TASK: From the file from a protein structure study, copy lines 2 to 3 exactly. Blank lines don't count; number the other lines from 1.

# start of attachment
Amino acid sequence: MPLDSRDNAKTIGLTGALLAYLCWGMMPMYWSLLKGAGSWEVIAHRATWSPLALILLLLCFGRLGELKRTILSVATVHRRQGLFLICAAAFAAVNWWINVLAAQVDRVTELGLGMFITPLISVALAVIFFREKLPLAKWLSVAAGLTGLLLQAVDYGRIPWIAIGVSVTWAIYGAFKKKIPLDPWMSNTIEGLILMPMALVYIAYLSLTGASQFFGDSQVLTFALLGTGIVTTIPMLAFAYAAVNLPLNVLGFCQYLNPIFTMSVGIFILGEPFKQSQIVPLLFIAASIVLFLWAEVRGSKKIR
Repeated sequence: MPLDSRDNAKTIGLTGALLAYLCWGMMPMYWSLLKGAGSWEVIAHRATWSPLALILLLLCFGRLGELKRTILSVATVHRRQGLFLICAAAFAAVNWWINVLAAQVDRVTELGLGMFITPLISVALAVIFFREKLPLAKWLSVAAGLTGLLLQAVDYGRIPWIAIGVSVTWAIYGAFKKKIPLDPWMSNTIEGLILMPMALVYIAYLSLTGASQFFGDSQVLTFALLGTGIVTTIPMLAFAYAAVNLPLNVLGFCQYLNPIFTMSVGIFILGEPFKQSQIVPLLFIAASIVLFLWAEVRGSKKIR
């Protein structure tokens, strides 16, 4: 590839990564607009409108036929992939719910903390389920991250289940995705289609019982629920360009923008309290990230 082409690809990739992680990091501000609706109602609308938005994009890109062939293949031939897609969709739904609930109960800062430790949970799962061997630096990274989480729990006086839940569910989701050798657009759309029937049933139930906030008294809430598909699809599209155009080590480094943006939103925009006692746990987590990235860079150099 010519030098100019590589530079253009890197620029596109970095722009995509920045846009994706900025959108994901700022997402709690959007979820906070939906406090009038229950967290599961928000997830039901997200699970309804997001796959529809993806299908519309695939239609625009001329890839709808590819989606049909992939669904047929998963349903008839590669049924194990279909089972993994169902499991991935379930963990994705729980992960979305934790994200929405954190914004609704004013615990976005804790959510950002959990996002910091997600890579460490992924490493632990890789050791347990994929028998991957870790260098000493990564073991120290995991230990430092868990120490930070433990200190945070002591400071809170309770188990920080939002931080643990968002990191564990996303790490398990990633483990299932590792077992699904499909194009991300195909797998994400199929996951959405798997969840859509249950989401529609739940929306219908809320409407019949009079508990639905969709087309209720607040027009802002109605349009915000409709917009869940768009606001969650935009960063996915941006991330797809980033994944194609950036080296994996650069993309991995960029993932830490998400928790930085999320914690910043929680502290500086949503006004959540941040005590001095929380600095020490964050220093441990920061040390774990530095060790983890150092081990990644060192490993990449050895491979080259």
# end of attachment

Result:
Repeated sequence: MPLDSRDNAKTIGLTGALLAYLCWGMMPMYWSLLKGAGSWEVIAHRATWSPLALILLLLCFGRLGELKRTILSVATVHRRQGLFLICAAAFAAVNWWINVLAAQVDRVTELGLGMFITPLISVALAVIFFREKLPLAKWLSVAAGLTGLLLQAVDYGRIPWIAIGVSVTWAIYGAFKKKIPLDPWMSNTIEGLILMPMALVYIAYLSLTGASQFFGDSQVLTFALLGTGIVTTIPMLAFAYAAVNLPLNVLGFCQYLNPIFTMSVGIFILGEPFKQSQIVPLLFIAASIVLFLWAEVRGSKKIR
């Protein structure tokens, strides 16, 4: 590839990564607009409108036929992939719910903390389920991250289940995705289609019982629920360009923008309290990230 082409690809990739992680990091501000609706109602609308938005994009890109062939293949031939897609969709739904609930109960800062430790949970799962061997630096990274989480729990006086839940569910989701050798657009759309029937049933139930906030008294809430598909699809599209155009080590480094943006939103925009006692746990987590990235860079150099 010519030098100019590589530079253009890197620029596109970095722009995509920045846009994706900025959108994901700022997402709690959007979820906070939906406090009038229950967290599961928000997830039901997200699970309804997001796959529809993806299908519309695939239609625009001329890839709808590819989606049909992939669904047929998963349903008839590669049924194990279909089972993994169902499991991935379930963990994705729980992960979305934790994200929405954190914004609704004013615990976005804790959510950002959990996002910091997600890579460490992924490493632990890789050791347990994929028998991957870790260098000493990564073991120290995991230990430092868990120490930070433990200190945070002591400071809170309770188990920080939002931080643990968002990191564990996303790490398990990633483990299932590792077992699904499909194009991300195909797998994400199929996951959405798997969840859509249950989401529609739940929306219908809320409407019949009079508990639905969709087309209720607040027009802002109605349009915000409709917009869940768009606001969650935009960063996915941006991330797809980033994944194609950036080296994996650069993309991995960029993932830490998400928790930085999320914690910043929680502290500086949503006004959540941040005590001095929380600095020490964050220093441990920061040390774990530095060790983890150092081990990644060192490993990449050895491979080259």